Floating-point arithmetic and semidefinite programming

Another day working with MATLAB, another nasty surprise. I was solving a SDP that was already working well, did a minor change, and suddenly it started taking minutes to reach a solution, when usually it took seconds.

After a long investigation, I realized that the problem was that my input was not exactly Hermitian anymore. I had switched from writing manually the components of a matrix to defining the matrix as $A = \ket{\psi}\bra{\psi}$ for a complex vector $\ket{\psi}$. Now how could that possibly be a problem? It is a very simple theorem to prove that the outer product of a vector with itself is always Hermitian. Well, not with MATLAB. I can’t figure out why, but probably MATLAB uses some smart algorithm for the outer product that ruins this property due to floating-point arithmetic. What I could determine is that if you compute the outer product the naïve way, then even with MATLAB the result will be exactly Hermitian. Also, with Python the output is exactly Hermitian.

To solve this problem, one can simply redefine $A$ as $(A+A^\dagger)/2$, which is very fast and gives an exactly Hermitian output. I don’t like doing that, though, as $(A+A^\dagger)/2$ is always exactly Hermitian, even when $A$ is not even close to Hermitian. If I fucked up the definition of $A$ this will hide my mistake, and make debugging harder. Instead, what I did was write my own outer product function, computing it as $\ket{\psi}\otimes\bra{\phi}$. It is slower than whatever black magic MATLAB is doing, sure, but it is fast enough, and leaves my mistakes easily visible.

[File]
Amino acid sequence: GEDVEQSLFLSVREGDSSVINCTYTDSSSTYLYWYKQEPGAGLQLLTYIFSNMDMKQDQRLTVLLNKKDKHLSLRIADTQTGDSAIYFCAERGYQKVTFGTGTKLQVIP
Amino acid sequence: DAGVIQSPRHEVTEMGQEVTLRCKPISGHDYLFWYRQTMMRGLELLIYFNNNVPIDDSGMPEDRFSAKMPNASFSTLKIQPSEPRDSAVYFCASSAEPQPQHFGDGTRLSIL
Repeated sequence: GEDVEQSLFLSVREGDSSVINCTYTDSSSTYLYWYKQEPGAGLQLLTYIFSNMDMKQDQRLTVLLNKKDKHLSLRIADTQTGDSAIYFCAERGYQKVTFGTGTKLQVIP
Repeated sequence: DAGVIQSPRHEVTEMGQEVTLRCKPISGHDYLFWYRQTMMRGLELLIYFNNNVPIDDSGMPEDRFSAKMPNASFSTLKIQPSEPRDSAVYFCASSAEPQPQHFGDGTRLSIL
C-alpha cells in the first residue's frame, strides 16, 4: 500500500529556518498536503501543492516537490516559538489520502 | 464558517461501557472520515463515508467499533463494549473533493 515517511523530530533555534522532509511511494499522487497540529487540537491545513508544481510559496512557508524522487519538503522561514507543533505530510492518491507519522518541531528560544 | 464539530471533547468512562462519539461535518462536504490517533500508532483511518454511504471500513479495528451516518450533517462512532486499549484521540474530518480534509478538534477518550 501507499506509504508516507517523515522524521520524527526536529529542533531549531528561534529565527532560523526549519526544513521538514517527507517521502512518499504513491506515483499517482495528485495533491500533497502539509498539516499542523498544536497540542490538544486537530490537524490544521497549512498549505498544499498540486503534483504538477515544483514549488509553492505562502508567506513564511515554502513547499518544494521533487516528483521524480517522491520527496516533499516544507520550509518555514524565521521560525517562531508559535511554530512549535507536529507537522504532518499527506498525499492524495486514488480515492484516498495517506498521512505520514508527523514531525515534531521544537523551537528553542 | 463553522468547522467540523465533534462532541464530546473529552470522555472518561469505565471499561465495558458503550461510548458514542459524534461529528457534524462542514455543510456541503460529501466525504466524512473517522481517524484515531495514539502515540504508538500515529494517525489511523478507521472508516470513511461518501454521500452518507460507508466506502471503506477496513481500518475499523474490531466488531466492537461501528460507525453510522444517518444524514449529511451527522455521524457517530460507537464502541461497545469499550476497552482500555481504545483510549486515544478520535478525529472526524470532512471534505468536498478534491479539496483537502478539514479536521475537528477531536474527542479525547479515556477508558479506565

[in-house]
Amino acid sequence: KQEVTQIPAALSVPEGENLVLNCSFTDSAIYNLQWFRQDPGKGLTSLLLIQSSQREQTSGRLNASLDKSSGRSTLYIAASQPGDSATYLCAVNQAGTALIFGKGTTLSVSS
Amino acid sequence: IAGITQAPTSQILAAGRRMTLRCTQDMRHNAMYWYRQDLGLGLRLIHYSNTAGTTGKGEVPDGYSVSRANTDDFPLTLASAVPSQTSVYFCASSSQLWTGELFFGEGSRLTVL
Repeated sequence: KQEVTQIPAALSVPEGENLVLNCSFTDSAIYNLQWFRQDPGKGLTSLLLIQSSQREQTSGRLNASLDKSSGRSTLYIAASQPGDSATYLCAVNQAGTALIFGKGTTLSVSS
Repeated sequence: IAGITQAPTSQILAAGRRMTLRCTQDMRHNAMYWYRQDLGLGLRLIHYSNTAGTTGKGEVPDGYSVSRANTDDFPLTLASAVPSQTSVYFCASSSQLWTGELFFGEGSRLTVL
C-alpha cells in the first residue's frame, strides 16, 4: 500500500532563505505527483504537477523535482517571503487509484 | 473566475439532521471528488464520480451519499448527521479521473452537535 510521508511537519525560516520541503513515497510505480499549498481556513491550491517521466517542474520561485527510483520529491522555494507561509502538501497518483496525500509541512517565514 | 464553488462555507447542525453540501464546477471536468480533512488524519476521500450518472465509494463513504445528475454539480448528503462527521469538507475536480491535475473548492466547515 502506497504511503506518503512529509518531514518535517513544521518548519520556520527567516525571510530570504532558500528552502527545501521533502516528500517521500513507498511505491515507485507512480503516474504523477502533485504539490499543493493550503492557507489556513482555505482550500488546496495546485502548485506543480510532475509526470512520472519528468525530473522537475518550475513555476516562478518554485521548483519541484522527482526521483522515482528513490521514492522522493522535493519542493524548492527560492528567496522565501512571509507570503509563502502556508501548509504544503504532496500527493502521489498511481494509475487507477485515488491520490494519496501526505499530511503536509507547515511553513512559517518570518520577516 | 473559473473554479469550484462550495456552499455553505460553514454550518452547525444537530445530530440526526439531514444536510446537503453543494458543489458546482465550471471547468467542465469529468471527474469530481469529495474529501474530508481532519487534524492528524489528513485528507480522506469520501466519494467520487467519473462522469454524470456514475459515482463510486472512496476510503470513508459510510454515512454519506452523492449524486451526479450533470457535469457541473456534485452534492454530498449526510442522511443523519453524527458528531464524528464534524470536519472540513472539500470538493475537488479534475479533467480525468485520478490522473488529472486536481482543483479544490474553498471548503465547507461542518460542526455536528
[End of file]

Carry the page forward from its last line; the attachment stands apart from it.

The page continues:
It dawned on me that this subtlety was probably the source of many bugs and slowdowns in my codes over the years. I decided to go hunting, and find out the fascinating properties of MATLAB algebra that doesn’t preserve Hermiticity where it should. It turns out that if $A$ and $B$ are exactly Hermitian, then both $A+B$ and $A \otimes B$ are exactly Hermitian, as they should. The problem is really when you do matrix multiplication.

Which shouldn’t produce further problems, right? After all, $AB$ is in general not Hermitian, so we don’t have anything to worry about. Except, of course, that the Hilbert-Schmidt inner product $\operatorname{tr}(A^\dagger B)$ is real for Hermitian $A,B$, and this is not true in MATLAB. Argh! $\operatorname{tr}(A^\dagger B)$ appears very often in the objective of a SDP, and it really needs to be a real number, as you can’t minimize a complex function. It turns out that this is not MATLAB’s fault, it is a fundamental problem of floating-point arithmetic.

An well-known but often-forgotten fact is the floating-point addition is not associative. Let $a=10^{20}$ and $b=10^{-20}$. Then with floating point numbers we see that $b+(a-a) = b$ but $(b+a)-a = 0$. Which is the issue with the Hilbert-Schmidt inner product: we get stuff like $z+\bar{z}+w+\bar{w}+\ldots$, but not in order. $z+\bar{z}$ is of course real, and $w+\bar{w}$ as well, but $z+(\bar{z}+w)+\bar{w}$? Nope, not in floating-point arithmetic.

Here I don’t think a proper solution is possible. One can of course write $\Re[\operatorname{tr}(A^\dagger B)]$, but that will hide your mistakes when $A$ and $B$ are not in fact Hermitian. A better idea is to vectorize $A$ and $B$ to avoid matrix multiplication, writing $\Re[\langle A|B\rangle]$. This only helps with speed, though, it doesn’t touch the real problem.

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6 Responses to Floating-point arithmetic and semidefinite programming

  1. Danylo says:

    What do you mean by floating-point arithmetic in the context of complex numbers? I didn’t use MATLAB, but in every language I know If $z$ has complex type then $z+\bar{z}$ also has complex type, even though imaginary part is 0.